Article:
The Belén Cemetery

Aside

 

In 1848, the Belén Cemetery (also known as the Santa Paula Cemetery) was established next to the Old Civil Hospital in what was then the San Miguel Belén Orchard. The address is 684 Belén St.

The design of this cemetery was charged to the architects Manuel Gómez Ibarra upon to the request of the Bishop Diego de Aranda y Carpinteiro. Hhe was the same architect who rebuilt the Cathedral’s towers after an earthquake had destroyed the original ones.

H e also built the dome of the city’s Cabañas Cultural Institute. The Belén Cemetery only functioned during 50 years, at which time, in 1986, it was closed by order of the health authorities. Since then, it has become a sort of museum piece, capturing the 19th century, pre-revolutionary period within its thick walls.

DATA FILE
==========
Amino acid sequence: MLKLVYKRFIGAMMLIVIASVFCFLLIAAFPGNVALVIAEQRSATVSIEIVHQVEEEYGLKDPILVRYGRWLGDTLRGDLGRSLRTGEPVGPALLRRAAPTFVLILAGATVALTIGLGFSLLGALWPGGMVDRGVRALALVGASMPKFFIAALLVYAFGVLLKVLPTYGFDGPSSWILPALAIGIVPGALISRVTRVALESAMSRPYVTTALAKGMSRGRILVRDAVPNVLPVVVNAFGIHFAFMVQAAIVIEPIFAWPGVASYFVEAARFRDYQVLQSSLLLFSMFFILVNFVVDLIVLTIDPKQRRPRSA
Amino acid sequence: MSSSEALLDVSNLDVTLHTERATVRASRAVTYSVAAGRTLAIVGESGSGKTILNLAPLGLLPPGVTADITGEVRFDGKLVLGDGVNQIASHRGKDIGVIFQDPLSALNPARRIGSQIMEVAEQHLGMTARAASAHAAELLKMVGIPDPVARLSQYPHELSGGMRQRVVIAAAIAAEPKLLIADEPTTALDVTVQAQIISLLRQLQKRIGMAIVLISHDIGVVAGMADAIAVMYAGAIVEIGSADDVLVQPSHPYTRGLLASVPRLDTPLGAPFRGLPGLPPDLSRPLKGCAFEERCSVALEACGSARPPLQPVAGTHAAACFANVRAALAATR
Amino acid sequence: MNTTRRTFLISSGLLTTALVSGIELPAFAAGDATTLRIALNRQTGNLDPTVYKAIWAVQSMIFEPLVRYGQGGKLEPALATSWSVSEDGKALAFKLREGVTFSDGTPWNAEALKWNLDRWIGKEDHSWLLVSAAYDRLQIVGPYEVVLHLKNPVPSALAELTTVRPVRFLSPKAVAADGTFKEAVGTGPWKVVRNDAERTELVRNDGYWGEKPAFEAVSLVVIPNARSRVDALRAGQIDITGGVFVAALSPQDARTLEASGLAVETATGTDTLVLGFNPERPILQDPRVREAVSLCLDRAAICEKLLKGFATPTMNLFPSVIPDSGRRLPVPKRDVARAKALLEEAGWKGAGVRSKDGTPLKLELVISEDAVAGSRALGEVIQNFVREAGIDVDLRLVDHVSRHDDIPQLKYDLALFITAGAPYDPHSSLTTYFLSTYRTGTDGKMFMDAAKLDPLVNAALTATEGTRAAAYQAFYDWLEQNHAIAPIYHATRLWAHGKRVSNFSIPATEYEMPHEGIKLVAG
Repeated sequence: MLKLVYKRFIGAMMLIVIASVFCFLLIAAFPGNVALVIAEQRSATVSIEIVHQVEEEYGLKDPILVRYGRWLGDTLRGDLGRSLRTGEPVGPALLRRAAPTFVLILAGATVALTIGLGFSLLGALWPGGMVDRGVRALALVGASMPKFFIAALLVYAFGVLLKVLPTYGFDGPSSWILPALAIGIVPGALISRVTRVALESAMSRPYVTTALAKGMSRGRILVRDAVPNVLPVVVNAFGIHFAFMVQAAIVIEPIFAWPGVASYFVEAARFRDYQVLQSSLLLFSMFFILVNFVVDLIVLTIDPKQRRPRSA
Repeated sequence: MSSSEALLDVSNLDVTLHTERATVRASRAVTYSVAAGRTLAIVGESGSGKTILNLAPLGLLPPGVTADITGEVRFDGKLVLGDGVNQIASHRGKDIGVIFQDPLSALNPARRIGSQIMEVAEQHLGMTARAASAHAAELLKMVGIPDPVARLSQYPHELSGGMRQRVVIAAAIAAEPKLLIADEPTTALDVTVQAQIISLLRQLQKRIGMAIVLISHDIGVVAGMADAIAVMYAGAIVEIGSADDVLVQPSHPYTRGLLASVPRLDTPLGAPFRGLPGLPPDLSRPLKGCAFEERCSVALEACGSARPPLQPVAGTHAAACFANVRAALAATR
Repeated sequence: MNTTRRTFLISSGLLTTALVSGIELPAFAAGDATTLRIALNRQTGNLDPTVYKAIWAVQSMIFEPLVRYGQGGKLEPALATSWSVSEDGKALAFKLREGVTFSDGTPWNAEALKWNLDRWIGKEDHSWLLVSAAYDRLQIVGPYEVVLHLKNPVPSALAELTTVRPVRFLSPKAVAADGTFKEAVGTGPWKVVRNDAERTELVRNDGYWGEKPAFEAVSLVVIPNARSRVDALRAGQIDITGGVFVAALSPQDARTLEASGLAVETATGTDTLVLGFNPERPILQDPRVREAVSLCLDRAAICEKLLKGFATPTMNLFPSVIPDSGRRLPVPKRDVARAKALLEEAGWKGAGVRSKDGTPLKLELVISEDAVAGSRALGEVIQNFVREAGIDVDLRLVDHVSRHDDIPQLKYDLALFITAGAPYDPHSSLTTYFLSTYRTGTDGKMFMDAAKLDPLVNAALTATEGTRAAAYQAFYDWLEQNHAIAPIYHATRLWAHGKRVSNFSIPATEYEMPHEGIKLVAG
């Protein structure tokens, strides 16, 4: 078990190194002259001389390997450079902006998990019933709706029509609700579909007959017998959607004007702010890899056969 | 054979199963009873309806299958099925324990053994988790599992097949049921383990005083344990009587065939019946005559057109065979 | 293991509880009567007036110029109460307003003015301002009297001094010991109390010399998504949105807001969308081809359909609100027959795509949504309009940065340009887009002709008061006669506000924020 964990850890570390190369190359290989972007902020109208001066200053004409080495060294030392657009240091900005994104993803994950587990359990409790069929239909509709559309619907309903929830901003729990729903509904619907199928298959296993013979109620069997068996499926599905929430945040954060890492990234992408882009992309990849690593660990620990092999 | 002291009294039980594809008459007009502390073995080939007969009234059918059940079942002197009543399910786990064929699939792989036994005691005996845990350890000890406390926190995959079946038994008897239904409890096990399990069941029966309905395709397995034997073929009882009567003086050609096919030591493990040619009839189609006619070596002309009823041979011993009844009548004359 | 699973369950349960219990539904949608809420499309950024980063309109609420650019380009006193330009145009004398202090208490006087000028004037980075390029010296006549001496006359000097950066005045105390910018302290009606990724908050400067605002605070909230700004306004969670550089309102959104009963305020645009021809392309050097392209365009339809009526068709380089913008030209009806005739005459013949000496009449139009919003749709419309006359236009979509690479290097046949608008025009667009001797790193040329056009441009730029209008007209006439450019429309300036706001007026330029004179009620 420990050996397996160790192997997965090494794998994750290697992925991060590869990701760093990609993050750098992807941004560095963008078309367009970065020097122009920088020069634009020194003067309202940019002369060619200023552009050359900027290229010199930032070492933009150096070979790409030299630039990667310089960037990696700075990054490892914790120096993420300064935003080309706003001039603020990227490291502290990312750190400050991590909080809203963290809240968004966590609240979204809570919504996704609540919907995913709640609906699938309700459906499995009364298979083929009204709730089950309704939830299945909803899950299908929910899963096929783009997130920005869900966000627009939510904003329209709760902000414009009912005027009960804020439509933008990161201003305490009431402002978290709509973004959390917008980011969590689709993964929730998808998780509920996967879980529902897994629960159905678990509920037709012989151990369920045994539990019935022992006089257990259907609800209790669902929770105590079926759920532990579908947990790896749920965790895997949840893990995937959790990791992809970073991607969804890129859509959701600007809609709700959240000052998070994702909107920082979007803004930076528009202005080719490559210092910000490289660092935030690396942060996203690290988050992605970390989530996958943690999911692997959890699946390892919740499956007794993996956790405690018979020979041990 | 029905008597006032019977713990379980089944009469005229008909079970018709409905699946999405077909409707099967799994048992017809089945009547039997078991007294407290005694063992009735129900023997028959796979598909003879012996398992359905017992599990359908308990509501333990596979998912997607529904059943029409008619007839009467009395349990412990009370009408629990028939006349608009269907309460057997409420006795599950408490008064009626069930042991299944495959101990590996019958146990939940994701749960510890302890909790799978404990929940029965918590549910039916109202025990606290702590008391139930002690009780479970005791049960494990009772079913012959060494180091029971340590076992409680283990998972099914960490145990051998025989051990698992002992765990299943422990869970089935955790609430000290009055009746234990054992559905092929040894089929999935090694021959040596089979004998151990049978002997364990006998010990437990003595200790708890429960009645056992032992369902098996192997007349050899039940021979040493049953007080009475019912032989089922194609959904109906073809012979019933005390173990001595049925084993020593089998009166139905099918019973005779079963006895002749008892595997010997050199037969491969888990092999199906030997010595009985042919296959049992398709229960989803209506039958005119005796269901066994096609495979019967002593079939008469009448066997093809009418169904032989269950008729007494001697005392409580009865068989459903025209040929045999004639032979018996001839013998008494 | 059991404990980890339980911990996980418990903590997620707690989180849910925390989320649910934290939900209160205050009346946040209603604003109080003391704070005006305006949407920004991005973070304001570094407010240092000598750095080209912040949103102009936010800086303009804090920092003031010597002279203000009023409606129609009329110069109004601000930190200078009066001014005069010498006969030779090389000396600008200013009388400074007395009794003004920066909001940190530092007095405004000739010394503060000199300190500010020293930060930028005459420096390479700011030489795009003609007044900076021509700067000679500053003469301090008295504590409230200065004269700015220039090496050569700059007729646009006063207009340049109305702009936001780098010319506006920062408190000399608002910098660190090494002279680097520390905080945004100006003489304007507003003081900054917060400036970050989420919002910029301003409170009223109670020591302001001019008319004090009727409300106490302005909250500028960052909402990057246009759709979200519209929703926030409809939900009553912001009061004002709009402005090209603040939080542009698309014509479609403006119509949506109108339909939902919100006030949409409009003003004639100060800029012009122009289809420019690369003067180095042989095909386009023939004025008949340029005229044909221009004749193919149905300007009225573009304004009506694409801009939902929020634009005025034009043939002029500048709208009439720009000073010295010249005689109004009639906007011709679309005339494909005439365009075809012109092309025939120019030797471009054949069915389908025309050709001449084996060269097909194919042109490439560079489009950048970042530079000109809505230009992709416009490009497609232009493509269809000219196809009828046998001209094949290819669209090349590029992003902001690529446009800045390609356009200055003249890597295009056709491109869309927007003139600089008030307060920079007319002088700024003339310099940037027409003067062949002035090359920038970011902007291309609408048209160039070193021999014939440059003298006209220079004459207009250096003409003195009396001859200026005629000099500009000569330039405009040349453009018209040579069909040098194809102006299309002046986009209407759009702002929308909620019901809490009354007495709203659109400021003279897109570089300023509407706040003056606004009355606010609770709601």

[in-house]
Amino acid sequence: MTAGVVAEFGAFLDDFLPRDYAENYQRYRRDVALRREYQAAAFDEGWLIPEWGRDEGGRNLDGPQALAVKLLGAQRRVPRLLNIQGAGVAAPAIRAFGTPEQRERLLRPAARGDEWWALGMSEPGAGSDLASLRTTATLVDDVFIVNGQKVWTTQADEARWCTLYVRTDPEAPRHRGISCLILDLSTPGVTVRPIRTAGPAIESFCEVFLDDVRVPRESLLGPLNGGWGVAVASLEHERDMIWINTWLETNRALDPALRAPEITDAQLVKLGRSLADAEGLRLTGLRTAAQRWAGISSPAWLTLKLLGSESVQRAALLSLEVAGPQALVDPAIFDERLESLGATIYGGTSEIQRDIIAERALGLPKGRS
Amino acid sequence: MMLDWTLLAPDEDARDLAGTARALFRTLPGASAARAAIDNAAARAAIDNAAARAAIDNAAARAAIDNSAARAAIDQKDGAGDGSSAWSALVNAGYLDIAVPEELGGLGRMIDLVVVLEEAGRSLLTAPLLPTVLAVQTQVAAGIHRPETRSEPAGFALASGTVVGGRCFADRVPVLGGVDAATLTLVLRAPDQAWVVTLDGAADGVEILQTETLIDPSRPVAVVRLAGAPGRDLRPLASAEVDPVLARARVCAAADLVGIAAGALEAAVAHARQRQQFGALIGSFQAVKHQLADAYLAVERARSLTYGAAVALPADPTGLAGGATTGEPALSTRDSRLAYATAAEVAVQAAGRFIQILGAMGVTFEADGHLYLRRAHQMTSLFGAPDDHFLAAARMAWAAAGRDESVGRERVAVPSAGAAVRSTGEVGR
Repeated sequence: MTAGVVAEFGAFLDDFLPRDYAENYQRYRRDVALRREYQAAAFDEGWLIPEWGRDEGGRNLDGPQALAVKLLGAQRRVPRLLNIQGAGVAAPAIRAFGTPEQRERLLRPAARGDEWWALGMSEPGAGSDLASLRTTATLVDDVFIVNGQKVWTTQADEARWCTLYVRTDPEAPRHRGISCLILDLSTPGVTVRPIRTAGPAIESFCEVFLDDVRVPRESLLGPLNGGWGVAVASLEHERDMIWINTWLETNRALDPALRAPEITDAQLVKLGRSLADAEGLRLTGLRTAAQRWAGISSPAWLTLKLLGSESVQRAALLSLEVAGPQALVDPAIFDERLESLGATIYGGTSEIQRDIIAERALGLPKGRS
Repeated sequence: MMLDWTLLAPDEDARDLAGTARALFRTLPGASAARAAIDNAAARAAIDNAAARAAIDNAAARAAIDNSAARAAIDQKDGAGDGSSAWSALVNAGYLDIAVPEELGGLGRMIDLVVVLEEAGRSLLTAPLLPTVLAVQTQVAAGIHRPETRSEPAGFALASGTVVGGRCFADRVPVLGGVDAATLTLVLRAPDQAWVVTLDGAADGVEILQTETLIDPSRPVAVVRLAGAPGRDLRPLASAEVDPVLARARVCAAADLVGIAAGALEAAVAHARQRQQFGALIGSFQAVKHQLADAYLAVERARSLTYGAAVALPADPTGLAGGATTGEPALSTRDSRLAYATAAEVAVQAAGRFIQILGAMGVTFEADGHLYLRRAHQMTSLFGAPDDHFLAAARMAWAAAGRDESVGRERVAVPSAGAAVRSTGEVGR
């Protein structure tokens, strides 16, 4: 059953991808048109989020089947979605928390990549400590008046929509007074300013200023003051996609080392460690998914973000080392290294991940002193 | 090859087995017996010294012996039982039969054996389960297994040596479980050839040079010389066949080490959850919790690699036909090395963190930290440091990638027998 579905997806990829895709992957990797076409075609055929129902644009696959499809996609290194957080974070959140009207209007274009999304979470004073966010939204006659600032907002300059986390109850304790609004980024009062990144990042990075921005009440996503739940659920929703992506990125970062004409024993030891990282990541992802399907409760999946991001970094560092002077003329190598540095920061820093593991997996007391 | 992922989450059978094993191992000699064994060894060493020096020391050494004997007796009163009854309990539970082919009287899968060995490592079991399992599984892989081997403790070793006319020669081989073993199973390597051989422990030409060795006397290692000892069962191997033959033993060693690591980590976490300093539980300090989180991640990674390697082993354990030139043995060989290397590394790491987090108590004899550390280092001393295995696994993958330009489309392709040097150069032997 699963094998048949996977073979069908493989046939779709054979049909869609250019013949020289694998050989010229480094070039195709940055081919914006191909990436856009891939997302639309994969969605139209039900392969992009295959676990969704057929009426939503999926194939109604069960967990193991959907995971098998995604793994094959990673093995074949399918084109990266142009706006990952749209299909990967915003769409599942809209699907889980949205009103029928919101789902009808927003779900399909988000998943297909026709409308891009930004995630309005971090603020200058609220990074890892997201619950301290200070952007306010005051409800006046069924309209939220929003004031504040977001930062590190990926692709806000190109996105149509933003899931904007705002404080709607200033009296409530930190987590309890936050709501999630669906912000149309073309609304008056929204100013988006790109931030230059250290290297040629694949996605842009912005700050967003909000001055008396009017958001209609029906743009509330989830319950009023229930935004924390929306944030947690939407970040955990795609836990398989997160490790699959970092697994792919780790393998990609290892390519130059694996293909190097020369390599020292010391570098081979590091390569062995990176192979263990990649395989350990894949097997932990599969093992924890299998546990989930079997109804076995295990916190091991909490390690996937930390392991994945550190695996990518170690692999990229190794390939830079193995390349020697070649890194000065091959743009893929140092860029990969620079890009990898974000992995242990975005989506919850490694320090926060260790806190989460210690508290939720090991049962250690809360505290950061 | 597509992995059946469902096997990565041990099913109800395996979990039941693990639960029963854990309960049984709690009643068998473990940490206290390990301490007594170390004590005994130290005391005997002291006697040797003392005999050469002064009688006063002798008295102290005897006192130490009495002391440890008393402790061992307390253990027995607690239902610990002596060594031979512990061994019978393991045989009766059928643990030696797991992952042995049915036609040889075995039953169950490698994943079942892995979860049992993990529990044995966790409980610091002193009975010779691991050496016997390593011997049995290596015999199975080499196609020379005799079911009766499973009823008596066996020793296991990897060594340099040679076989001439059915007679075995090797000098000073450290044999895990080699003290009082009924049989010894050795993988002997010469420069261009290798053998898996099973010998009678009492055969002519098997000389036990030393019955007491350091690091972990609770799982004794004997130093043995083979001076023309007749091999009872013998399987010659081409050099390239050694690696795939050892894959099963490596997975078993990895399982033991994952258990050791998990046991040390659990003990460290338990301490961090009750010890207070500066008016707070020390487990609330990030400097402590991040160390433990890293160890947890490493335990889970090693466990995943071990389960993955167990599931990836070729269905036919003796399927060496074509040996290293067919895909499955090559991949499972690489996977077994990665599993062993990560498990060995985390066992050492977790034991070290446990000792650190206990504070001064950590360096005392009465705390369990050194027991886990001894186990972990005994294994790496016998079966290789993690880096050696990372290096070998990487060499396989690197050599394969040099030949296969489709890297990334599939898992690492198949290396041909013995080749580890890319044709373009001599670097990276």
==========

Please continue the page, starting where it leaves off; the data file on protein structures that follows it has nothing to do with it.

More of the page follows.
Belén Cemetery

The cemetery design is neo-classic with the romantic influence of that century. The main doorway walls are of red quarrystone; overhead a grand arch with a high relief representation of two little boys crying. Back of them is an urn over which represent this passing of time. The mausoleum has 900 niches. The columns are made of carved pink stone and ionic finishes. The main cemetery is full of tombstones of all sizes and styles covering baroque, neo-classic, romantic and neo-gothic. Larges trees provide shade.
In the central portion, there is a chapel dedicated to the state’s outstanding men honored for their contribution to science, the arts, law and religion. Even though the cemetery no longer functions on a normal basis, it is open to visitors Monday to Sunday to 9 a.m. to 3 p.m. It has become the custom silent corner of this graveryard, perhaps as a symbol of the constant regeneration of new life.